35. As above para. 21. The victim may be a direct or indirect victim. For instance, Principle 8 of the Basic Principles states that “victim” comprises not only direct, but also indirect victims. Victims may include the immediate family members or dependents of the direct victim who suffered the harm (art 9, para 8).

36. Before the substantive and procedural aspects are engaged, it should be noted that various international instruments recognise this right. For instance, art 9(5) of the International Covenant on Civil and Political Rights provides that “anyone who has been the victim of unlawful arrest or detention shall have an enforceable right to compensation”. The same is in art 5(5) of the European Convention on Human Rights and art 85(1) of the Rome Statute of the International Criminal Court.

37. These are usually referred to as conditions for admissibility of complaints or communications and as remedies at the conclusion of merits.

38. International Covenant on Economic, Social and Cultural Rights; The Domestic Application of the Covenant: 03/12/98; CESCR General Comment 9, E/C.12/199824, para 9.

39. African Commission on Human and Peoples’ Rights Communication Nos. 147/95 and 149/96 (2000) para.31

40. For the concepts of availability, effectiveness and sufficiency of a remedy, see Anuak Justice Council v Ethiopia Communication 299/2005 paras 51-52, and the ACERWC’s decision in MRG and Anor v Mauritania Communication 7/2015, para 23.

41. Council of Europe/ European Court of Human Rights Practical Guide on Admissibility Criteria (2014) para 72.

42. Fawole 2020 African Human Rights Yearbook 415.

43. No violation was found in respect of the other rights that were claimed to have been violated.

44. Discussed in Skelton (2015).

45. These elements are discussed at length in Fawole 2020 African Human Rights Yearbook 423-424.

46. ACERWC “General Comment 5 on state party obligations under the African Charter on the Rights and Welfare of the Child (art 1) and systems strengthening for child protection” (2018) 15.

47. As above para 51. See too Fawole (2020) 429.

48. Institute for Human Rights and Development in Africa and Open Society Justice Initiative on behalf of children of Nubian Descent in Kenya v Kenya (Decision NO. 002/Com/002/2009).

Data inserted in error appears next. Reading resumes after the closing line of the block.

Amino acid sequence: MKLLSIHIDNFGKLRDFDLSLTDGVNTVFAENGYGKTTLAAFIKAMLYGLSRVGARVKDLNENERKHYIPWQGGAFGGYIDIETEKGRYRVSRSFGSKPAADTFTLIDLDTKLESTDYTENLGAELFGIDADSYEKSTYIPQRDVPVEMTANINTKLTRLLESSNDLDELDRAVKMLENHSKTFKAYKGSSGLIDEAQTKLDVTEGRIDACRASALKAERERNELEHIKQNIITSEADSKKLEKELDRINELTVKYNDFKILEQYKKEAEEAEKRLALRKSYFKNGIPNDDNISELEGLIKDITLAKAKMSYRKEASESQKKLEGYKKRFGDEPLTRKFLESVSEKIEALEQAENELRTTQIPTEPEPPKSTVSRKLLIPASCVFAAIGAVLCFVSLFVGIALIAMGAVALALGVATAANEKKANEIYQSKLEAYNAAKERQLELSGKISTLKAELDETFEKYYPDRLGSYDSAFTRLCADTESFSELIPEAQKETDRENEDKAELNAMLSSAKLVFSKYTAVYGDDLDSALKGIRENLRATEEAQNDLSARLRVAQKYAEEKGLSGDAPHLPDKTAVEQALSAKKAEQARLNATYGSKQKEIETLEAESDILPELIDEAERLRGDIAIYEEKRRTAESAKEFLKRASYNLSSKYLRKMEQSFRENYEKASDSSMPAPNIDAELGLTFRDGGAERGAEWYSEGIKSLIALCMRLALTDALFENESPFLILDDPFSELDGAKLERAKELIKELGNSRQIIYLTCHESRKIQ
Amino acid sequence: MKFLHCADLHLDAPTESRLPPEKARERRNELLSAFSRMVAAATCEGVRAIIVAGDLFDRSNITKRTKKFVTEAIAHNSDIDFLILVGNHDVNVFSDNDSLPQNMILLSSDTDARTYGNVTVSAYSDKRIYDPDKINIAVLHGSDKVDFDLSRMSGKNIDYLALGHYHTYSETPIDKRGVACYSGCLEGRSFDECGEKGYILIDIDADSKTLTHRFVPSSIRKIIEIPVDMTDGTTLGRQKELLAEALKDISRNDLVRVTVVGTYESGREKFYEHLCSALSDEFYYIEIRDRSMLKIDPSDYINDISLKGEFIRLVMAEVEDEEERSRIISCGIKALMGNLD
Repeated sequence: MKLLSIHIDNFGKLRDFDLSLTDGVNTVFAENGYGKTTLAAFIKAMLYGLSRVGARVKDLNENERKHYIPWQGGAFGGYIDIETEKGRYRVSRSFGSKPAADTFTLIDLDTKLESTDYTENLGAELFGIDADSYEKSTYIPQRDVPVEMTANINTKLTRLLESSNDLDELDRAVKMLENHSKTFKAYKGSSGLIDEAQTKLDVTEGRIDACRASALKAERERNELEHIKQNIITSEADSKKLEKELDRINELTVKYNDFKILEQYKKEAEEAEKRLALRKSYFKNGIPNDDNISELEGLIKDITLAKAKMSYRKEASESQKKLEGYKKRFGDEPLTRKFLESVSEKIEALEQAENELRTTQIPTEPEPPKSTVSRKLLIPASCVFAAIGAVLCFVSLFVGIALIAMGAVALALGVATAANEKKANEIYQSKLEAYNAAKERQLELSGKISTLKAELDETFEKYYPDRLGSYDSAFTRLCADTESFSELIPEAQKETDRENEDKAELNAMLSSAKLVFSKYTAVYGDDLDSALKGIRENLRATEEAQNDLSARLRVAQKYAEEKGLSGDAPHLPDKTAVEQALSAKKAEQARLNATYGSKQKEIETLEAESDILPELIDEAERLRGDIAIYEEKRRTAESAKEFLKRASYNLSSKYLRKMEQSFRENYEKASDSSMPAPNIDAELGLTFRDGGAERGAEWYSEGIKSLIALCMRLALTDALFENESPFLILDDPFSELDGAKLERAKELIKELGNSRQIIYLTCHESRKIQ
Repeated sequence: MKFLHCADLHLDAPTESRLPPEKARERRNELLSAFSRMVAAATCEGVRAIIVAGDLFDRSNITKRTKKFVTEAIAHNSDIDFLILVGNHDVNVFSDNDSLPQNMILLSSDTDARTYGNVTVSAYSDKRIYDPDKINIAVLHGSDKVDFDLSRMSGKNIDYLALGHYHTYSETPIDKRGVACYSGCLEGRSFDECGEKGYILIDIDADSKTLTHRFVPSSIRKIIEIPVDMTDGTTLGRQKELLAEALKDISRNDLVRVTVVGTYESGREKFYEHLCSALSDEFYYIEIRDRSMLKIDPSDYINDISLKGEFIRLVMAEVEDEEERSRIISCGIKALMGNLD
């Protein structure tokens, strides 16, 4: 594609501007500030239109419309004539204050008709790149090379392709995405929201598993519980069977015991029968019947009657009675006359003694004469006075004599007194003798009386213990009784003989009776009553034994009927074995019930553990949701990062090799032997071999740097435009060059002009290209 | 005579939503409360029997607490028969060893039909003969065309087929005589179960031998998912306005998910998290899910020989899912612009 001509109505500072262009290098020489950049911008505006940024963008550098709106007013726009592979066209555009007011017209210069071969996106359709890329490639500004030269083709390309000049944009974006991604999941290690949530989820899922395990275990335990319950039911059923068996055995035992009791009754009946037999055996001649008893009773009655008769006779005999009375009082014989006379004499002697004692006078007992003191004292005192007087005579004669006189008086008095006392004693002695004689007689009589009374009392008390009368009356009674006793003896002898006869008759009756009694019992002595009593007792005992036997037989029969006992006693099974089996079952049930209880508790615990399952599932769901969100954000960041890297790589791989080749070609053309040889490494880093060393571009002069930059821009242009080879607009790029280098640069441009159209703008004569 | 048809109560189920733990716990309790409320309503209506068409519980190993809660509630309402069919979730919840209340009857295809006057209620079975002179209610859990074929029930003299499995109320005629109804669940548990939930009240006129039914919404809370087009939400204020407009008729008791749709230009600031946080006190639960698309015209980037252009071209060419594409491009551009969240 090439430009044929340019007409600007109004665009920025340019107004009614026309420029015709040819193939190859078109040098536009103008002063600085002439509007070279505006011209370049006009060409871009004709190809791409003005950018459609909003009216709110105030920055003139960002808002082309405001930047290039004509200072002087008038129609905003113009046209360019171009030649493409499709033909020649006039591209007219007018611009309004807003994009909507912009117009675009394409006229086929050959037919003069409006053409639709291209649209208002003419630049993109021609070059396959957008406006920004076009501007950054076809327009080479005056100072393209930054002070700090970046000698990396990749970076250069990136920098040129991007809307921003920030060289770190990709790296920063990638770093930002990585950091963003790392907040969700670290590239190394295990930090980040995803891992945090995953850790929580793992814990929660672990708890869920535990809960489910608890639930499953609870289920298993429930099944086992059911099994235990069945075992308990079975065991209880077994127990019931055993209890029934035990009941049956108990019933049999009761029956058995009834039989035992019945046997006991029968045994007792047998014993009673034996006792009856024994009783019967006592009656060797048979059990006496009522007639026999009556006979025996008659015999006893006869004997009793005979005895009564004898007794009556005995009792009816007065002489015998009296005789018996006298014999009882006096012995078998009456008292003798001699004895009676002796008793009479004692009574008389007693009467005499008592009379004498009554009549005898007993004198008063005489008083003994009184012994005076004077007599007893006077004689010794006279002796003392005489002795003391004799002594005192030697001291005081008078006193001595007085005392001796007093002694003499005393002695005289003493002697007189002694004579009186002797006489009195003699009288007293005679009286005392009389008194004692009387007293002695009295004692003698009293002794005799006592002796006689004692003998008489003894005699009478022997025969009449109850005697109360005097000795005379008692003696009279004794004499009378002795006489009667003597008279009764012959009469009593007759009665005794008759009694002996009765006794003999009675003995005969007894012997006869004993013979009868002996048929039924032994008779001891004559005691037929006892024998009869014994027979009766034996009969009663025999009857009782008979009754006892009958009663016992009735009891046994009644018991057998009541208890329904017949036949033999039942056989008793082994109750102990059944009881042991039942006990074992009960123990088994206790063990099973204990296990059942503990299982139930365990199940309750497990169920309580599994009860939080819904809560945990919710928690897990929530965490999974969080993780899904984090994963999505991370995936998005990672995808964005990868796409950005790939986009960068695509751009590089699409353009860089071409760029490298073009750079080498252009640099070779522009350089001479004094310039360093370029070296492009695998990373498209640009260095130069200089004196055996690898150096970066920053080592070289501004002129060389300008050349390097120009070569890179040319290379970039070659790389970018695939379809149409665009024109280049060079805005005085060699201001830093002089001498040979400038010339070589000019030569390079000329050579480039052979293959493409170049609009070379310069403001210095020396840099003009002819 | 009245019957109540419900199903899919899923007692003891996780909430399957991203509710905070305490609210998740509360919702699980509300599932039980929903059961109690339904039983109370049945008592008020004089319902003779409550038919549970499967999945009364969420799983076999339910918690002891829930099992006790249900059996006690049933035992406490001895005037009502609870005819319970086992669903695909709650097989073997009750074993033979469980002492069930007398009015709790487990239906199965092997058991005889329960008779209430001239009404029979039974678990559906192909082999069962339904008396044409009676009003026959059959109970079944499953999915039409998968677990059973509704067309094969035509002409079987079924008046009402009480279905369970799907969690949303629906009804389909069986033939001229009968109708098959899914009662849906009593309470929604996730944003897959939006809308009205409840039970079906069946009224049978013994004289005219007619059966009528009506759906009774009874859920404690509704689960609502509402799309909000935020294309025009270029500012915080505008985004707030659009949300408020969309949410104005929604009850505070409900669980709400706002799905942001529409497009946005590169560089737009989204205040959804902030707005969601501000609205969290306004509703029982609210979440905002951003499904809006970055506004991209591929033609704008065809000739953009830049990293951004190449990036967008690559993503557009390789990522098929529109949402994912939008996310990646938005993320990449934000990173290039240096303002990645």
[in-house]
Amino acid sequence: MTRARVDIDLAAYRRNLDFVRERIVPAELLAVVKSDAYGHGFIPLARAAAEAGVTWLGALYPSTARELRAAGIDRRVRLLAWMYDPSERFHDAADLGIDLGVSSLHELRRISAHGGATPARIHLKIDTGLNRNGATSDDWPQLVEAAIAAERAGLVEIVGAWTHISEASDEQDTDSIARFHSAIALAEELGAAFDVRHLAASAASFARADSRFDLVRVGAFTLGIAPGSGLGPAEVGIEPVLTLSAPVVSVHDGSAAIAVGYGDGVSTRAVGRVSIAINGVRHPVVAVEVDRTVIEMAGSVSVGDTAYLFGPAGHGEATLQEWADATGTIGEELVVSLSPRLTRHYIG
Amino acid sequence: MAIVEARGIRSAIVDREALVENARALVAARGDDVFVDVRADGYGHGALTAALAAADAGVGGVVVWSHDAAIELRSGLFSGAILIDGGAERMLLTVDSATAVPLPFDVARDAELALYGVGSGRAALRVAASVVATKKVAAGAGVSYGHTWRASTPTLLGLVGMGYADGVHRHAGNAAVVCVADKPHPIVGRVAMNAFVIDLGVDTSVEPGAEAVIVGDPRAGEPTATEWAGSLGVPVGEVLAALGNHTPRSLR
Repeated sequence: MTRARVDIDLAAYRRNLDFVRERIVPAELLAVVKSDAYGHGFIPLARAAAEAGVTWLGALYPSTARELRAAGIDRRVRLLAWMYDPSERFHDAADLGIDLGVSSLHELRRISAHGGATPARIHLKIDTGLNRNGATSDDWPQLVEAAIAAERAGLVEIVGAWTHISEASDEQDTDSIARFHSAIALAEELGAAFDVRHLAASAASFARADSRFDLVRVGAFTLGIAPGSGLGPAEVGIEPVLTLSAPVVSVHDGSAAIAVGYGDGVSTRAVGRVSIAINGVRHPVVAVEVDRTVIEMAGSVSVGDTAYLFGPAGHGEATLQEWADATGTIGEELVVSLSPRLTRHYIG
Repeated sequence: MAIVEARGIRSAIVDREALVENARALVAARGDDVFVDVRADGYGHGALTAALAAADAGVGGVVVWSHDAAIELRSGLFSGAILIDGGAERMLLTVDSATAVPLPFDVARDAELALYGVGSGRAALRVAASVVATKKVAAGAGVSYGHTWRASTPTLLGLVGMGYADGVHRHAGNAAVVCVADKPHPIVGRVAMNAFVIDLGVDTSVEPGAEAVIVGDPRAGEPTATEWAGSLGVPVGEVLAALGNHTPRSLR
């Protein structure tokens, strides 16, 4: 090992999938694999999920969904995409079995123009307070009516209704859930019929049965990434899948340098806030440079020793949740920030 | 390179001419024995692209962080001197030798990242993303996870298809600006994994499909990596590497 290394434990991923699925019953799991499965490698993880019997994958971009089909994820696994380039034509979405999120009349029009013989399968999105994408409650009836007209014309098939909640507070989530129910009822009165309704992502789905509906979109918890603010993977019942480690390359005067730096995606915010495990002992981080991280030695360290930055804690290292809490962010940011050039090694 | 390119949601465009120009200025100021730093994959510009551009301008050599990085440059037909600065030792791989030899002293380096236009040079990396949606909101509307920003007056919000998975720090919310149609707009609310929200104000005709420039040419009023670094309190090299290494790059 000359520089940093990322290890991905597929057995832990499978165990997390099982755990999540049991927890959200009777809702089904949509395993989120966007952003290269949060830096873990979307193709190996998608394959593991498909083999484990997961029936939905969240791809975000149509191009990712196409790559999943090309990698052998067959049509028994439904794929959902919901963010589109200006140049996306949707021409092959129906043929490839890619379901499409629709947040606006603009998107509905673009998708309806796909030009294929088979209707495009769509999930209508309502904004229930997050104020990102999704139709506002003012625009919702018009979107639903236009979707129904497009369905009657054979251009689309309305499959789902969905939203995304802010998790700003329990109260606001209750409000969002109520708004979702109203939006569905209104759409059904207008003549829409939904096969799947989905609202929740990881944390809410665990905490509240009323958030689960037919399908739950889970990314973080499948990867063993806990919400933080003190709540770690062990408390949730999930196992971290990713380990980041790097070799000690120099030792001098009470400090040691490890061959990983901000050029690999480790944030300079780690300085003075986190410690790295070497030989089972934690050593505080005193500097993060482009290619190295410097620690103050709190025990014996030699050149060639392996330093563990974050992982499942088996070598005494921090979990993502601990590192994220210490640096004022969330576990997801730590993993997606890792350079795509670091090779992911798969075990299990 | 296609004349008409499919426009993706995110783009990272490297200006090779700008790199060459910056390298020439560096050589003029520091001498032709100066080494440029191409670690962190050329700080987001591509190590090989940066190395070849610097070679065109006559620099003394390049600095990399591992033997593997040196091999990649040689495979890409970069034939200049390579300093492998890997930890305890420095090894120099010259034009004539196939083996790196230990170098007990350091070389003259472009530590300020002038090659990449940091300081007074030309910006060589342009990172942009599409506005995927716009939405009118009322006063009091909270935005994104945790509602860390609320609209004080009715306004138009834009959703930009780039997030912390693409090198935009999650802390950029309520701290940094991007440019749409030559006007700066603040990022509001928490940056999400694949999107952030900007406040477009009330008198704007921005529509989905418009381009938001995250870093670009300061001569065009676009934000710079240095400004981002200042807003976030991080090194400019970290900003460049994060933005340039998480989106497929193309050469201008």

49. 35th session of the African Committee of Experts on the Rights and Welfare of the Child, 31 August - 08 September 2020 para 86. Reporting three years earlier at the 29th session in May 2017 on the same issue, the Government of Kenya said that it had adopted the following measures: “making of the descendants of migrants and stateless persons and migrants and stateless persons eligible for registration for citizenship according to the 2010 Constitution, opening an 8 year window of registration of children up to 29 August 2019, putting in place a monitoring plan in health facilities to ensure that every birth is registered at any maternal health outlets, conducting accelerated mobile registration, establishment of a guideline on orphan and vulnerable children, reengineering the education management information system, sensitisation of religious leaders on birth registration, distribution of registration guidelines to registration agents, ensuring that government registers all births as soon as they occur irrespective of any circumstance, subsidising secondary school education, capitation increase in 2014/15 academic year, including fruits and vegetables in school feeding programs, health facilities development, commencing free child delivery services, including HIV/AIDS education in the school curriculum and making the principle of non-discrimination central to issues of health and education.” 29th Session of the African Committee of Experts on the Rights and Welfare of the Child 2nd - 9 th May 2017, para 57.

50. The district in Nairobi where most of the Nubian children reside.

51. The Centre for Human Rights (University of Pretoria) and La Rencontre Africaine Pour la Defence des Droits de L’homme (Senegal) v Government of Senegal ACRWC 003/Com/001/2012.

52. ACPF (2020) notes that “Importantly, this decision did not prescribe how the Government of

Senegal should go about its response. For instance, it did not say that legislative reform had to be undertaken or that administrative measures were required” 89.

53. 29th Session of the African Committee of Experts on the Rights and Welfare of the Child 2017 para 62.

54. As above para 63.

55. Communication No. 006/Com/002/2015.

56. Cameroon decision para 81.

57. Para 84.

58. Report of the 37th Session of the African Committee of Experts on the Rights and Welfare of the Child (2021) para 95.

59. As above.

60. As above.

61. As above para 97.

62. No. 007/Com/003/2015.

63. Mauritania decision para 6.

64. Mauritania decision para 7

65. Mauritania decision paras 9-11.

66. Mauritania decision para 8.

67. Mauritania decision para 12.